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- Medication Errors/Preventable Adverse Drug Events 39
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Search results for "Nurses"
- Newspaper/Magazine Article
Ungar L. USA Today. February 1, 2015.
Mangnall J. Nurs Stand. 2012;26:49-56.
This commentary discusses the patient safety ramifications of continence care.
Harrison S. Nurs Stand. June 1-7, 2005;19:14-16.
This article reports on a British code of practice that could cause nurses to be held legally accountable for poor infection control.
Weber T, Ornstein C. Los Angeles Times. April 12, 2005.
This article reports on a death that occurred at the Martin Luther King Jr./Drew Medical Center after a patient's deteriorating vitals signs went unnoticed.
R3 Report. June 25, 2018;7:1-2.
What price must we pay for safety? Excessive cost of EPINEPHrine auto-injectors leads to error-prone use of ampuls or vials and unprepared consumers.
ISMP Medication Safety Alert! Acute Care Edition. August 11, 2016;21:1-3.
ISMP National Vaccine Errors Reporting Program: one in three vaccine errors associated with age-related factors.
ISMP Medication Safety Alert! Acute Care Edition. July 28, 2016;21:1-6.
Vaccine errors can hinder immunization efforts in the United States. Summarizing nearly 4 years of data submitted to the ISMP Vaccine Errors Reporting Program, this newsletter article highlights age-related factors that surfaced in the analysis and recommends strategies for improvement such as patient education and age verification.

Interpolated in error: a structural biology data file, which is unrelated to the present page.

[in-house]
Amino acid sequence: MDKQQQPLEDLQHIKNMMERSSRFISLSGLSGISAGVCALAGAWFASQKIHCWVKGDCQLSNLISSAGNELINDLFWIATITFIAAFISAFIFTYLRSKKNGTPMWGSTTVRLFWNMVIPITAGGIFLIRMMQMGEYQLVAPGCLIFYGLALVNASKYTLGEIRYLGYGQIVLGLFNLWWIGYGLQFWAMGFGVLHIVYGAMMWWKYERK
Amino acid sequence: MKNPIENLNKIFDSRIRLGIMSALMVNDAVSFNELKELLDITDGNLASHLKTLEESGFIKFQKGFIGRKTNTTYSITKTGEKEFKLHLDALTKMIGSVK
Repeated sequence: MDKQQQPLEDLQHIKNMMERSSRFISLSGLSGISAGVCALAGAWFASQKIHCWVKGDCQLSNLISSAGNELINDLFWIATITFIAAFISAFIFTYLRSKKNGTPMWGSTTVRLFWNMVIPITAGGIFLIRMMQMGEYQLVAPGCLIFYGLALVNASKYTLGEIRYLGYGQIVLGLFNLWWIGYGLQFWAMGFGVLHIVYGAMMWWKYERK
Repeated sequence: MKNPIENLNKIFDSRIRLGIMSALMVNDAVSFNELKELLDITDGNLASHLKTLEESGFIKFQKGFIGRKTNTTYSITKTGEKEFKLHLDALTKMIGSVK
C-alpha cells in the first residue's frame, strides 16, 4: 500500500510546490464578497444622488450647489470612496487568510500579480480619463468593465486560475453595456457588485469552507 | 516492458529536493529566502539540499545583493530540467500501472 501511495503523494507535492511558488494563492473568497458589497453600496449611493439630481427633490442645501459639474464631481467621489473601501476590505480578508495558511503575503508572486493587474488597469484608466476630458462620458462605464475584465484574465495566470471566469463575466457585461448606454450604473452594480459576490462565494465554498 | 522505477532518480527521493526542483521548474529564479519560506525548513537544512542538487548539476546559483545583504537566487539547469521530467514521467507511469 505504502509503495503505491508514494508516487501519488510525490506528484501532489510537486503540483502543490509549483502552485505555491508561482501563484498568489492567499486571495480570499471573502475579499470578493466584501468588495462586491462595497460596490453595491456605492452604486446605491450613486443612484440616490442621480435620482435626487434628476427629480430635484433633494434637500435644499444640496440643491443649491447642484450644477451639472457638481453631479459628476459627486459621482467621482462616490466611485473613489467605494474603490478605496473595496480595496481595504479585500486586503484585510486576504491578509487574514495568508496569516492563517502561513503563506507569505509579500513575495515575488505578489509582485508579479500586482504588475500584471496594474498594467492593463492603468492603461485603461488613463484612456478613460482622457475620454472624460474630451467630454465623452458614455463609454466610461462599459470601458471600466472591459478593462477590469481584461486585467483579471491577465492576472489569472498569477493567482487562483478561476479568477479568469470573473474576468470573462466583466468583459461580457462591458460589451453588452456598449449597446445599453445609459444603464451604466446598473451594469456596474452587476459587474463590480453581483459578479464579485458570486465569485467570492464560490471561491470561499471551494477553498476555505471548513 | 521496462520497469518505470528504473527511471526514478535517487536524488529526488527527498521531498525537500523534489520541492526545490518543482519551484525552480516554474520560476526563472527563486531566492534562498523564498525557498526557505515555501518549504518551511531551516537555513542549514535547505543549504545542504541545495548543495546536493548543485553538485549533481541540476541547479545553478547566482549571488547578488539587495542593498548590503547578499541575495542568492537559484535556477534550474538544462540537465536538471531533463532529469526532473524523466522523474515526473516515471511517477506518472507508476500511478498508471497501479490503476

ISMP Medication Safety Alert! Acute Care Edition. June 16, 2016;21:1-6.
Neuromuscular blockers can result in serious harm if administered incorrectly. This newsletter article reports the types of errors associated with the use of these high-alert medications, such as look-alike and sound-alike problems that lead to the wrong drug being administered. Recommended strategies to reduce risks include use of standardized prescribing and smart pump technologies.
Robbins A. Good Housekeeping. May 20, 2016.
Disruptive behaviors are receiving increased attention as a cultural factor that contributes to medical error. Although much of the focus has been on physicians, the presence of bullying among nurses is also a concern. This magazine article explores nurse behaviors such as withholding information, intimidation, and name calling that negatively affect patient safety and nurse retention.
Yu A. Health Shots. National Public Radio. April 15, 2016.
Many health care professionals exhibit symptoms of burnout, which may impair their ability to maintain safe practices and detect potential errors. This news article explores organizational factors that contribute to nurse burnout, including low staffing and increased workloads due to electronic health record implementation.
Karch AM. Am Nurs Today. September 2015;10:18-22.
The complexity of care delivery can hinder the role of nurses in preventing medication errors. This commentary advocates for updating the five rights to consider the patient's role in their medication therapy and to incorporate patient and family education into the process to improve medication safety.
Clark C. HealthLeaders Media. June 2015;18:48-50.
Anderson P, Townsend T. Am Nurse Today. May 2015;10:18-23.